Thursday, November 13, 2014

New paper finds another non-hockey-stick in Brazil

A new paper published in Palaeogeography, Palaeoclimatology, Palaeoecology reconstructs climate in NE Brazil over the past 2,400 years from lake sediments and finds another non-hockey-stick with lake levels and temperatures higher during the Medieval Warm Period than at the end of the record in the year 2000.

The paper also reconstructs the South American Summer Monsoon (SASM) and shows greater dryness of the SASM during the Medieval Warm Period than at the end of the record in 2000.

The data demonstrates nothing unusual, unprecedented, or unnatural about the present-day hydrological cycle, South American Summer Monsoon, NE Brazil lake levels, or temperatures in comparison to the past 2,400 years.

Note second graph from bottom by Michael Mann et al, therefore extreme caution indicated. Bottom graph shows Ljungqvist's non-hockey-stick temperature reconstruction for comparison. Lake levels were highest during the Medieval Warm Period [MCA] in comparison to the Little Ice Age [LIA] and the current warm period. 

Lake levels were highest during the Medieval Warm Period [MCA] in comparison to the Little Ice Age [LIA] and the current warm period.

We studied sediments from Boqueirão Lake, Northeast Brazil (sensitive to ITCZ).
Diatom-based transfer function showed the lower water level between 400 BC and AD 400.
Medieval Climate Anomaly presented lake levels reaching its maximum.
Little Ice Age was a dryness period with low lake levels in the last 1000 years.
ITCZ seasonal shifts were larger during the MCA and tighter during the LIA.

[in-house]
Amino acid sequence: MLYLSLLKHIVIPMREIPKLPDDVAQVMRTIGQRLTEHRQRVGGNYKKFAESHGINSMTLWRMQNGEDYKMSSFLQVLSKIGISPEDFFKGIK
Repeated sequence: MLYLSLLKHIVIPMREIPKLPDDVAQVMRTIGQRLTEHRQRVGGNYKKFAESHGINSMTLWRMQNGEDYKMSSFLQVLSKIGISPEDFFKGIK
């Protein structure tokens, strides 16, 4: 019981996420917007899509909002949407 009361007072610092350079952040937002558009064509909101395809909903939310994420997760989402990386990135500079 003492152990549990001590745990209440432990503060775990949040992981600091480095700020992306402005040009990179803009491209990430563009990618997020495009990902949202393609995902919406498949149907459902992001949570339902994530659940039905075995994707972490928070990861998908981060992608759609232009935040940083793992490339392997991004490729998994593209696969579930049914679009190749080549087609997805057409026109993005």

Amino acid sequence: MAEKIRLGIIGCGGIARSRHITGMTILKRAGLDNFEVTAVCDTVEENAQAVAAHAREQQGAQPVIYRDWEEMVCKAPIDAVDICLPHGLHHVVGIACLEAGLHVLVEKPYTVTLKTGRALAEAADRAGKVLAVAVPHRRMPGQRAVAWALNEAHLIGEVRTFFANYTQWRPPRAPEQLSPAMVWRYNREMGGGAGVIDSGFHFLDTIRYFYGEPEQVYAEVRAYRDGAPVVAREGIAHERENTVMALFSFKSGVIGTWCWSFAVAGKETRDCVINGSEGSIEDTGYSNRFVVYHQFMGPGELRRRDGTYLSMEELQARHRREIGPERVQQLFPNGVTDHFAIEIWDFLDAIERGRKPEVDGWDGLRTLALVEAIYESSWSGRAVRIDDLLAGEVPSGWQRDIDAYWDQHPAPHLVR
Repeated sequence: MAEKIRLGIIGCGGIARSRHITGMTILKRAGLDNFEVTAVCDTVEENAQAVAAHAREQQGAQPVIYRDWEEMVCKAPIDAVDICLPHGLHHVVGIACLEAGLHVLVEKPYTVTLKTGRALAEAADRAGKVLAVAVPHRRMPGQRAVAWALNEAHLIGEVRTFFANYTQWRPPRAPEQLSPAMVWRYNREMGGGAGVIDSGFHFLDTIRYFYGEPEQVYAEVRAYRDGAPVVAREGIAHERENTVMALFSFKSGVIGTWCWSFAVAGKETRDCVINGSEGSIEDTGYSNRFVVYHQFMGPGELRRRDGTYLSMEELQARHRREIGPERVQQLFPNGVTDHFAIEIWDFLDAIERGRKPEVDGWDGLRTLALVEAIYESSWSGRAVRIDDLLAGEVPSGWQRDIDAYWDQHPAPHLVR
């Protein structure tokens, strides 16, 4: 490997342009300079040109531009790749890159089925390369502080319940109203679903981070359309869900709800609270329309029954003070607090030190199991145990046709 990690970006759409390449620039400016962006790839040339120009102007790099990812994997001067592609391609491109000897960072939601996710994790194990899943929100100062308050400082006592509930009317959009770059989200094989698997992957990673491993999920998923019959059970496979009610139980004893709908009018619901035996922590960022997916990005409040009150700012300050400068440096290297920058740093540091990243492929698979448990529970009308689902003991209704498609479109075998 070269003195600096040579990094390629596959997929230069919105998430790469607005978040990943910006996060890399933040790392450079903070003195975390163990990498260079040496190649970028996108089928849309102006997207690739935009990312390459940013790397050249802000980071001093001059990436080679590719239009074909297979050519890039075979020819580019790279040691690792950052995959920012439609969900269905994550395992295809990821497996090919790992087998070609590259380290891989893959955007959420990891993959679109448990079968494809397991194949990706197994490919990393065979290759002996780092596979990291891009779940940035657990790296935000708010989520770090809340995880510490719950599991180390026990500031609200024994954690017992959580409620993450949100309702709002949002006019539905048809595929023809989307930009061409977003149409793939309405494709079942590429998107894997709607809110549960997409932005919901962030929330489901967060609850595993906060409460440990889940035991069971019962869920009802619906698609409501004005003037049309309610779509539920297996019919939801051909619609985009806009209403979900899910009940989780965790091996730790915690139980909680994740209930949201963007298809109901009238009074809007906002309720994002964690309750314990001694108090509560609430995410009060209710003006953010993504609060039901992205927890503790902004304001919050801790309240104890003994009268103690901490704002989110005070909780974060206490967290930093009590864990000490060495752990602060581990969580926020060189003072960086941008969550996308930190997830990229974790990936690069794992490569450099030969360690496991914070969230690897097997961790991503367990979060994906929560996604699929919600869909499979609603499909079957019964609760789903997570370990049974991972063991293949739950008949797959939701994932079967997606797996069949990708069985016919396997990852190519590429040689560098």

Lake level fluctuations and environmental changes during the late Holocene were inferred from changes in sedimentology, bulk and isotope organic geochemistry, and a diatom based transfer function in a sediment core from Boqueirão Lake, northeast Brazil. The age-depth model was established using fifteen AMS 14C dates. Lake water level began increasing about AD 400, and reached its maximum during the Medieval Climate Anomaly (MCA), AD ~ 900–1100. Low lake water level was recorded during the Little Ice Age (LIA), AD ~ 1400–1820, which allowed macrophyte development in the littoral zone that was recorded by high Corg/Ntotal ratios. Considerable lake level variability was evident during the Current Warm Period (CWP). Humid/dry conditions in northeast Brazil during MCA/LIA, respectively, are related to the southward shift of Inter-Tropical Convergence Zone (ITCZ) during austral summer and fall. Those conditions contrast with records of a decrease/increase in the South American Summer Monsoon (SASM) during these periods. This observation also contrasts with paleoclimate inferences from the circum-Caribbean region indicating a northward shift of the ITCZ northern hemisphere summer position during the MCA and a southward shift during the LIA. We suggest that these shifts in ITCZ seasonality were higher during the MCA and smaller during the LIA. Our aim was to answer whether the zonal atmospheric circulation cell between the Amazon and northeast Brazil was responsible for antiphasing with the SASM. A strong monsoon over South America during the LIA reinforced convection upon Amazon, increasing the northeast low in the upper troposphere and large-scale subsidence over northeast Brazil and the Atlantic Ocean leading to a northward repositioning of the South Atlantic Subtropical Anticyclone. These factors in combination may have limited the southward seasonal shift of ITCZ, and they must have been responsible for drier conditions in northeast Brazil during the LIA.

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